Star of the week: Shekhar Kapur
Shekhar Kapur is in the news again with "Mantra", a multi-million magical FX film which he will supposedly produce for director Vishal Bharadwaj.
By Subhash K. Jha, IANS
But one never knows with Kapur. Some time ago, he was caught in a controversy when he announced a film called "Paani" about a futuristic water scarcity in Mumbai. Avant-garde director Dev Benegal claimed the idea was ripped off from his highly acclaimed 1994 film "Split Wide Open".
Kapur protested, though not strongly. Benegal fumed ferociously. He might as well have saved himself the trouble. Because months after the heated fracas one hears nothing about "Paani".
I'm not surprised. One of the actors who had been approached for the project had told me, "But why is Benegal getting agitated? 'Paani' will never be made. Trust me on that."
Another popular actress said the same thing. And now Preity Zinta is all set to feature in "Mantra".
Once upon a time Kapur got into the casting of a teen-flick "Tara Rum Pum", which would have been Preity's launch film if it had only gone beyond an idea.
Let's hope for Preity's sake, if not Kapur's, that "Mantra" gets made.
If we were to zero in on the biggest dichotomy of showbiz it would have to be Shekhar Kapur.
Undoubtedly one of the most gifted filmmakers from this part of the world, Kapur's indecisiveness, his inability to grasp at ideas and crystallise them in celluloid shapes is costing him heavily in terms of credibility.
After the profusion of assignments that he has mooted and/or signed and then abandoned, it would seem as though no creative person in the world can equal Kapur's record for backtracking.
Just think of the number of times he has said yes, raised hopes and dashed them to the ground.
Let's revert to his beginnings as a filmmaker in Bollywood. Apart from a helluva hyped-up stint as an actor when he did films like Basu Chatterjee's "Jeena Yahan" and Ketan Anand's "Toote Khilone" (the latter with Shabana Azmi), Kapur finally turned filmmaker in 1985 with the fabulously feted "Masoom" in 1981.
Everyone agreed this was no ordinary directorial debut. We all held our breath for the Next Explosion.
So what happened? Nothing! Kapur plunged into two new Hindi projects "Joshilay", a takeoff on "Sholay" with Anil Kapoor and Sunny Deol, and "Dushmani" a "Godfather"-styled drama featuring Manisha Koirala.
In both cases he abandoned the projects mid-way. They had to be completed by the respective producers.
Finally in 1987 Kapur did the much talked-about, and in retrospect overrated, "Mr India" for Boney Kapoor. The film was a happy experience for all. To no one's surprise Boney asked Shekhar to direct his youngest brother Sanjay's launch pad.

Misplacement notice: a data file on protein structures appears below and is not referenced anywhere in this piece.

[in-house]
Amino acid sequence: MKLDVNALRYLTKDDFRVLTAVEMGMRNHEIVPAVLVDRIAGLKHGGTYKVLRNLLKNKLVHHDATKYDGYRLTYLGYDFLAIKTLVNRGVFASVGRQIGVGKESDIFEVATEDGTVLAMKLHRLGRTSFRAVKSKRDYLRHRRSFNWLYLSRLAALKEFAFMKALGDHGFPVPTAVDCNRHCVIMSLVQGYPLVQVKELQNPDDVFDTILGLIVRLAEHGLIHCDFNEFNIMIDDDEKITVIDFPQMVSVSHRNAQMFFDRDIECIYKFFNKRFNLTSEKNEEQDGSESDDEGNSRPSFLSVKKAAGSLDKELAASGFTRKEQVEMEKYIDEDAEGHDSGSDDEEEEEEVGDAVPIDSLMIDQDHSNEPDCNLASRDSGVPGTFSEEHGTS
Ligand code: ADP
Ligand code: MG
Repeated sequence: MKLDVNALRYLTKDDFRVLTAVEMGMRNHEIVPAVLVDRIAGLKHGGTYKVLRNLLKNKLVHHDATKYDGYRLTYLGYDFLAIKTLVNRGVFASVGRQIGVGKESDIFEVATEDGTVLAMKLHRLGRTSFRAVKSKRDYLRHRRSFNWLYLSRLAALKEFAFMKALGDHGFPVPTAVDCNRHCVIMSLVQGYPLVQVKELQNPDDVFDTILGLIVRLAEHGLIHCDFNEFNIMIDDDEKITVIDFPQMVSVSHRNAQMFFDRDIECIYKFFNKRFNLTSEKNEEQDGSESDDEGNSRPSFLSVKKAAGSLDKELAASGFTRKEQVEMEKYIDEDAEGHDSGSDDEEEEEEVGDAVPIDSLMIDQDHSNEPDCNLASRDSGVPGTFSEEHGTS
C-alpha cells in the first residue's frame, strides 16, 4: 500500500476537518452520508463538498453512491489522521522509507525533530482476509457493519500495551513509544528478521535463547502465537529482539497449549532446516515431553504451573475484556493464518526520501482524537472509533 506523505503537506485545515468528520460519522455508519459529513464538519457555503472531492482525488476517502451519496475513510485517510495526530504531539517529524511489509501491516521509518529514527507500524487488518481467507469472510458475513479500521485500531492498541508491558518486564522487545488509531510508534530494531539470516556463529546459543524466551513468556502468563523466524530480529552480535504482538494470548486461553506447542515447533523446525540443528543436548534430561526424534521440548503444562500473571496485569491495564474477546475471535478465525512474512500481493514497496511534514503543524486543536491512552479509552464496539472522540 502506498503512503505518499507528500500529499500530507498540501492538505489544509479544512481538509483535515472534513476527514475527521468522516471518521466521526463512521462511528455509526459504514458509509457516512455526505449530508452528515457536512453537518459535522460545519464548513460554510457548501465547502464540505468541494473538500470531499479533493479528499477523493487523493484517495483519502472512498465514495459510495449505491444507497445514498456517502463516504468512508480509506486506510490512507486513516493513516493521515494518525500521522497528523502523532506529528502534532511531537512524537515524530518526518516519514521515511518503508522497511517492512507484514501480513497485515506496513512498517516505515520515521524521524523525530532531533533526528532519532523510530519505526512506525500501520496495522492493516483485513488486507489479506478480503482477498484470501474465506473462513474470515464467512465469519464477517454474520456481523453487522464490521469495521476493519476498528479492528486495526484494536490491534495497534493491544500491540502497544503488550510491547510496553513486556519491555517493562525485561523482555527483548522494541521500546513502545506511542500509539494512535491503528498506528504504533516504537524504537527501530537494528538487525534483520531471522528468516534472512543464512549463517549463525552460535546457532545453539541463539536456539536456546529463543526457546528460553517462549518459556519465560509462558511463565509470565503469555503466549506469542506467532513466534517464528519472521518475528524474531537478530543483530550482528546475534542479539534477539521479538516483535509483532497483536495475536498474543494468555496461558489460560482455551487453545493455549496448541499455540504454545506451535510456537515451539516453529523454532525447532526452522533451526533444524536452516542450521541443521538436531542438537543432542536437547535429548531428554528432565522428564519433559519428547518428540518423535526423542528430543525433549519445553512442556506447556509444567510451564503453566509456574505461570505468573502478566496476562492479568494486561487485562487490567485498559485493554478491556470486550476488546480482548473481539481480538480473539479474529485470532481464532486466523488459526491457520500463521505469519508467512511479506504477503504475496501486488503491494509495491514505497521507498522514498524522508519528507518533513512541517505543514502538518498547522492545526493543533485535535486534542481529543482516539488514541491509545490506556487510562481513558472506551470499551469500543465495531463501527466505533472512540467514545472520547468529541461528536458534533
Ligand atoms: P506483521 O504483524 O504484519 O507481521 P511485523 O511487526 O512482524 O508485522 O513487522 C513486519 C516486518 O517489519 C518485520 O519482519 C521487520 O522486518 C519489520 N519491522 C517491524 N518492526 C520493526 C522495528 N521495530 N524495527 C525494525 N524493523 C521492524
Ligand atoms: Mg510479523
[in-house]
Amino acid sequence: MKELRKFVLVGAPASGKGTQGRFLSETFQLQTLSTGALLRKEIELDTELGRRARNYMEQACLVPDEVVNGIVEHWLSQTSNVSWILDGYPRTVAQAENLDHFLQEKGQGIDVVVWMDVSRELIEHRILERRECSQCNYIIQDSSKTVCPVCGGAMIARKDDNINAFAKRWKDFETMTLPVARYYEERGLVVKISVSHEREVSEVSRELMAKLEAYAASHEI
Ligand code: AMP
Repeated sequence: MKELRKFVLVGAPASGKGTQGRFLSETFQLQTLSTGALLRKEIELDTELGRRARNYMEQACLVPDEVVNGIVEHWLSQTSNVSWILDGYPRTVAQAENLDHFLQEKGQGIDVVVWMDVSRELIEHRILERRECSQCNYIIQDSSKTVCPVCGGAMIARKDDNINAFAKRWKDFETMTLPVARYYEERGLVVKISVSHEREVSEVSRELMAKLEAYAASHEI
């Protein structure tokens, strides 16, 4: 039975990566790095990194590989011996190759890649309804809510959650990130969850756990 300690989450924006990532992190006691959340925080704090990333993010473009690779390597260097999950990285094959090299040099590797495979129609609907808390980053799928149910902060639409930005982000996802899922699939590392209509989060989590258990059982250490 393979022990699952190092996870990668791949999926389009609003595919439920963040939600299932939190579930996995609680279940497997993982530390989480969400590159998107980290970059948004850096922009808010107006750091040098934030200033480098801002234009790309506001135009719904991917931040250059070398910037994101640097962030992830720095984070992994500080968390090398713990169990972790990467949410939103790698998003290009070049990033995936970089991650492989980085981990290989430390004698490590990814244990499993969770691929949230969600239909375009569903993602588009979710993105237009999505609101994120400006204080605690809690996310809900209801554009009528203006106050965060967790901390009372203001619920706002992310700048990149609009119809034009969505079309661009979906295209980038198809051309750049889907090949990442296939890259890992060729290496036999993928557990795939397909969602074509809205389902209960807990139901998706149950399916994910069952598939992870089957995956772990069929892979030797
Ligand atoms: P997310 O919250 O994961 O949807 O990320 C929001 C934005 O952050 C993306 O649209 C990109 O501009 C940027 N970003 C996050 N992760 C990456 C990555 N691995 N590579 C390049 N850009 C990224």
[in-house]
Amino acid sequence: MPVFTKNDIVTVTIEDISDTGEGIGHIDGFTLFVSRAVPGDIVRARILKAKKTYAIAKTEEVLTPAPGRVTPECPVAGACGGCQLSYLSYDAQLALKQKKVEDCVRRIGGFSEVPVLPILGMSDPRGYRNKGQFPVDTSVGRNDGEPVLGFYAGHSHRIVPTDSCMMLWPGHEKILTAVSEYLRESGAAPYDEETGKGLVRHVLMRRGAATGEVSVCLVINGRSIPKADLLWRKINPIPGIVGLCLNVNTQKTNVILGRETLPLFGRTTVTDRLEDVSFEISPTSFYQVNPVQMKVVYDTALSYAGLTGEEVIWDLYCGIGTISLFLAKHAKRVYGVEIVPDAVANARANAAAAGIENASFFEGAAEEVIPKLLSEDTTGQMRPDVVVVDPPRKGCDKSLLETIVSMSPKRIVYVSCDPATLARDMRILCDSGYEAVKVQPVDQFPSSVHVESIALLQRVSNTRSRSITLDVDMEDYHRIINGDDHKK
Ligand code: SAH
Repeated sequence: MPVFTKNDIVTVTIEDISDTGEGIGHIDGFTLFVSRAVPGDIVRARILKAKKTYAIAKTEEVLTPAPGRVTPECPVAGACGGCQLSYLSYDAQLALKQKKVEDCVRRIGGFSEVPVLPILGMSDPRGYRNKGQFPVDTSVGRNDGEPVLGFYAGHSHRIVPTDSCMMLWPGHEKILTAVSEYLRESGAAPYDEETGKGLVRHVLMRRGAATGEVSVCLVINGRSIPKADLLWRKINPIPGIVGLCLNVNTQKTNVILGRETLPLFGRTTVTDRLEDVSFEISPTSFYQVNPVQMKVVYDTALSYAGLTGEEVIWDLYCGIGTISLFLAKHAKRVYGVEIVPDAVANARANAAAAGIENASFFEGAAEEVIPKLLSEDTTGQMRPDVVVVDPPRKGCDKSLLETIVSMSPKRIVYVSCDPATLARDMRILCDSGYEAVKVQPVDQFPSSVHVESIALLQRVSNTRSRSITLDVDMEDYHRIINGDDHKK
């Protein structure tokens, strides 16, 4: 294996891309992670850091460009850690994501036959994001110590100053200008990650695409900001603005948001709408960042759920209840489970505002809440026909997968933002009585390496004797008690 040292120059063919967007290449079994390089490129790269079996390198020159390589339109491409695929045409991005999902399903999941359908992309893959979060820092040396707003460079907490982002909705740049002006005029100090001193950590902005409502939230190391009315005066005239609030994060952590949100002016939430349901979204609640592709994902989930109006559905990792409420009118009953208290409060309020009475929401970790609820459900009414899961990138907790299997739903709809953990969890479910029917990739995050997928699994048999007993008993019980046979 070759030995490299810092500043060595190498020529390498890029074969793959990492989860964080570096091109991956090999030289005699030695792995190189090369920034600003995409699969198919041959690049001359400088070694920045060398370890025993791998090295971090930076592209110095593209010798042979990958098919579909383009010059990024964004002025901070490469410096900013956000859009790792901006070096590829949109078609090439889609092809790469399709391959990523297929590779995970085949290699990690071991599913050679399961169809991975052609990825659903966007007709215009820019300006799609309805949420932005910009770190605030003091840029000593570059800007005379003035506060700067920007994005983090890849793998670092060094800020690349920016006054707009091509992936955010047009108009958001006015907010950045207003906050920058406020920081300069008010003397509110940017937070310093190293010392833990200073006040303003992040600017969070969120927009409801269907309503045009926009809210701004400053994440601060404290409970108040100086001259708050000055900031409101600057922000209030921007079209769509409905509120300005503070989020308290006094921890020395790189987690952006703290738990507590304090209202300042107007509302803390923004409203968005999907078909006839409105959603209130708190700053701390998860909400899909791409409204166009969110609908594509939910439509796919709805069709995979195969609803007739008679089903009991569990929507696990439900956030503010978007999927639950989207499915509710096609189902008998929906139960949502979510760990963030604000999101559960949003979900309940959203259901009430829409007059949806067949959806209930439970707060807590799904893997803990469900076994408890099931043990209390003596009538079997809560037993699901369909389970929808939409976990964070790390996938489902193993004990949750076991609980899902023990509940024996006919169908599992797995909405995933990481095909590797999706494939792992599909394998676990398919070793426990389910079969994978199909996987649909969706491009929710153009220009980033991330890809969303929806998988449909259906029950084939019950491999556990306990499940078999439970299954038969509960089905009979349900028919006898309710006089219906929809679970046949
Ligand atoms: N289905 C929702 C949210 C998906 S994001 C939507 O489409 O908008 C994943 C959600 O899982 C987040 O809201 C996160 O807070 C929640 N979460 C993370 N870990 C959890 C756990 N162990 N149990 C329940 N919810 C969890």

After hemming and hawing for years over "Prem", Kapur opted out. In the interim, leading lady Tabu began to lose patience and Sanjay Kapoor was ridiculed as the oldest newcomer in Bollywood.
With a reputation that preceded him, Kapur could only head one way -- westwards. In collaboration with Britain's Channel 4 he made "Bandit Queen", one of the most hard-hitting and unforgettable Indian films ever created.
The film's shocking violence, nudity and sex ensured it a longish run at the Indian box office and also renewed India's reputation abroad as a country of oppression, discrimination and brutality. We love to be shown our place, don't we?
What next? That was the question. Kapur took on what he always wanted to, a big Hollywood-styled biopic which surprised many. "Elizabeth", with its brooding biographical landscape, was a historical that got Kapur almost there. And not surprisingly, Kapur made nothing for the next four years.
Vacillating among numerous projects, he finally did a version of the A.E.W. Mason story about cowardice and valour at war. "The Four Feathers" was a miserable failure, putting a big question mark against Shekhar Kapur's career as an international filmmaker. Not that there has been a dearth of film offers. But there's definitely a creative anxiety about Kapur's career.
It's been more than two years since "The Four Feathers" was released. Since then, Kapur has been playing hopscotch with possible projects, considering them and then discarding them.
Let's take a look at the number of projects that have been mentioned in the same breath as Shekhar Kapur: "The Last Full Measure", "The Long Walk To Freedom" on the life of Nelson Mandela, a biopic on Mother Teresa and "The Golden Age", a sequel to Kapur's critically successful "Elizabeth". One also hears of Kapur directing a telefilm, "100 Days Of Darkness", based on a true incident of genocide in Rwanda in 1994.
Now there is talk of a big Buddha blockbuster coming up from Kapur with Brad Pitt and Aishwarya Rai in the lead. Sounds glamorous but unlikely. Neither star has confirmed their presence in "Buddha". If Aishwarya plays the Buddha's relinquished wife Yashodhara, the role is unlikely to do justice to the actress.
As for Pitt, didn't he get his fill of Buddhism in "Seven Years In Tibet"? It seems unlikely he'd play another historical character after doing "Troy". (In any case, why do we need an American actor to play Buddha???).
Will Kapur please concretise at least one of the pending projects? Or does he intend to be known as just a passionate proposal maker who promised a universe of cinematic experience but finally delivered just a trickle of the promised goodies?